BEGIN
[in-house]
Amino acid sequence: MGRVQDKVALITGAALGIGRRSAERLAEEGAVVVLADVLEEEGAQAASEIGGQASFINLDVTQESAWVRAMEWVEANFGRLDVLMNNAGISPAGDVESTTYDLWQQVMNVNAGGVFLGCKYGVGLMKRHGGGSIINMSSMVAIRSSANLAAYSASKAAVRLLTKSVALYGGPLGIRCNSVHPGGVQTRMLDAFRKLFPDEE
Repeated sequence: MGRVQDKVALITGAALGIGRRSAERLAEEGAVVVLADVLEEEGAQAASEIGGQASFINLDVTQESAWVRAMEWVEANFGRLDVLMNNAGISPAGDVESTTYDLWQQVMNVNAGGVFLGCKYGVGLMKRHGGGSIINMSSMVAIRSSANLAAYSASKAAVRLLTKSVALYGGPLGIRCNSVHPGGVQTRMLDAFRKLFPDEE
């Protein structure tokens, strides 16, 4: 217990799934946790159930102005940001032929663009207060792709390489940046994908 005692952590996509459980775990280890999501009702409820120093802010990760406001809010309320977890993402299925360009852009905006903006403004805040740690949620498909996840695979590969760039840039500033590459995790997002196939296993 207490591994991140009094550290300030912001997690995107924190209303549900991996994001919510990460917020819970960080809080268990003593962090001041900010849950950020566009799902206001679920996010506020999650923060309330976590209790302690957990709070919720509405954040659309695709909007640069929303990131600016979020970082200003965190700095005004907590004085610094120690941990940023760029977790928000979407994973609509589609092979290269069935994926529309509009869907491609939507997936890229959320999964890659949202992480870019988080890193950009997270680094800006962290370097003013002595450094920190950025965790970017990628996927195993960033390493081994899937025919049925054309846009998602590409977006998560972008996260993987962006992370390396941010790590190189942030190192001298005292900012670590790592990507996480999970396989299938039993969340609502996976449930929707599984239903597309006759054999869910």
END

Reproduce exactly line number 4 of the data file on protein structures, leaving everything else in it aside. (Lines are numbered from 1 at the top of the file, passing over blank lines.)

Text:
């Protein structure tokens, strides 16, 4: 217990799934946790159930102005940001032929663009207060792709390489940046994908 005692952590996509459980775990280890999501009702409820120093802010990760406001809010309320977890993402299925360009852009905006903006403004805040740690949620498909996840695979590969760039840039500033590459995790997002196939296993 207490591994991140009094550290300030912001997690995107924190209303549900991996994001919510990460917020819970960080809080268990003593962090001041900010849950950020566009799902206001679920996010506020999650923060309330976590209790302690957990709070919720509405954040659309695709909007640069929303990131600016979020970082200003965190700095005004907590004085610094120690941990940023760029977790928000979407994973609509589609092979290269069935994926529309509009869907491609939507997936890229959320999964890659949202992480870019988080890193950009997270680094800006962290370097003013002595450094920190950025965790970017990628996927195993960033390493081994899937025919049925054309846009998602590409977006998560972008996260993987962006992370390396941010790590190189942030190192001298005292900012670590790592990507996480999970396989299938039993969340609502996976449930929707599984239903597309006759054999869910």